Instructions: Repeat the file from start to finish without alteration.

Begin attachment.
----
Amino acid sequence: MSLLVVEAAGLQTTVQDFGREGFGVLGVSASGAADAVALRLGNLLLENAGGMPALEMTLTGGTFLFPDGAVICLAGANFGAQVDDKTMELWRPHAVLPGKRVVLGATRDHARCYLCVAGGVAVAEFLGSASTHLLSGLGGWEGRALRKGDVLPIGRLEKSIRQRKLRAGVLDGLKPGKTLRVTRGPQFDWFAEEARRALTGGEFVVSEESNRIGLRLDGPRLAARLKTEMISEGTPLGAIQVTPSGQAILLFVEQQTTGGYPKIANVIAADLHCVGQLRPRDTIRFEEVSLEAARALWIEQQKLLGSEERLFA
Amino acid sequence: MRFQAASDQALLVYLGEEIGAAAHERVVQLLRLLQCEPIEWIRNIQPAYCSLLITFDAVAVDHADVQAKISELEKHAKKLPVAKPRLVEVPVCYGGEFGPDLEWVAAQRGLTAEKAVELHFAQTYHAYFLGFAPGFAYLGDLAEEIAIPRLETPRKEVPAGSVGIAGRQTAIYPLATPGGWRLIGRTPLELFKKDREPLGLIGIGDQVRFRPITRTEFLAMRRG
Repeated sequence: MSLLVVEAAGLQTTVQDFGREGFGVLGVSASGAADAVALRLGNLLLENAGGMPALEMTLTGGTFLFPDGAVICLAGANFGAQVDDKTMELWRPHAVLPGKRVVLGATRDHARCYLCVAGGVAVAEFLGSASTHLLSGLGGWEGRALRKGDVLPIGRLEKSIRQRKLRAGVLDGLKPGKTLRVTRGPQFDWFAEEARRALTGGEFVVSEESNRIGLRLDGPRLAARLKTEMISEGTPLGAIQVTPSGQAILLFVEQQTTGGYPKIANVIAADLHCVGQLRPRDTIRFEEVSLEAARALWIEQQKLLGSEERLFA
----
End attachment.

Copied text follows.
Amino acid sequence: MSLLVVEAAGLQTTVQDFGREGFGVLGVSASGAADAVALRLGNLLLENAGGMPALEMTLTGGTFLFPDGAVICLAGANFGAQVDDKTMELWRPHAVLPGKRVVLGATRDHARCYLCVAGGVAVAEFLGSASTHLLSGLGGWEGRALRKGDVLPIGRLEKSIRQRKLRAGVLDGLKPGKTLRVTRGPQFDWFAEEARRALTGGEFVVSEESNRIGLRLDGPRLAARLKTEMISEGTPLGAIQVTPSGQAILLFVEQQTTGGYPKIANVIAADLHCVGQLRPRDTIRFEEVSLEAARALWIEQQKLLGSEERLFA
Amino acid sequence: MRFQAASDQALLVYLGEEIGAAAHERVVQLLRLLQCEPIEWIRNIQPAYCSLLITFDAVAVDHADVQAKISELEKHAKKLPVAKPRLVEVPVCYGGEFGPDLEWVAAQRGLTAEKAVELHFAQTYHAYFLGFAPGFAYLGDLAEEIAIPRLETPRKEVPAGSVGIAGRQTAIYPLATPGGWRLIGRTPLELFKKDREPLGLIGIGDQVRFRPITRTEFLAMRRG
Repeated sequence: MSLLVVEAAGLQTTVQDFGREGFGVLGVSASGAADAVALRLGNLLLENAGGMPALEMTLTGGTFLFPDGAVICLAGANFGAQVDDKTMELWRPHAVLPGKRVVLGATRDHARCYLCVAGGVAVAEFLGSASTHLLSGLGGWEGRALRKGDVLPIGRLEKSIRQRKLRAGVLDGLKPGKTLRVTRGPQFDWFAEEARRALTGGEFVVSEESNRIGLRLDGPRLAARLKTEMISEGTPLGAIQVTPSGQAILLFVEQQTTGGYPKIANVIAADLHCVGQLRPRDTIRFEEVSLEAARALWIEQQKLLGSEERLFA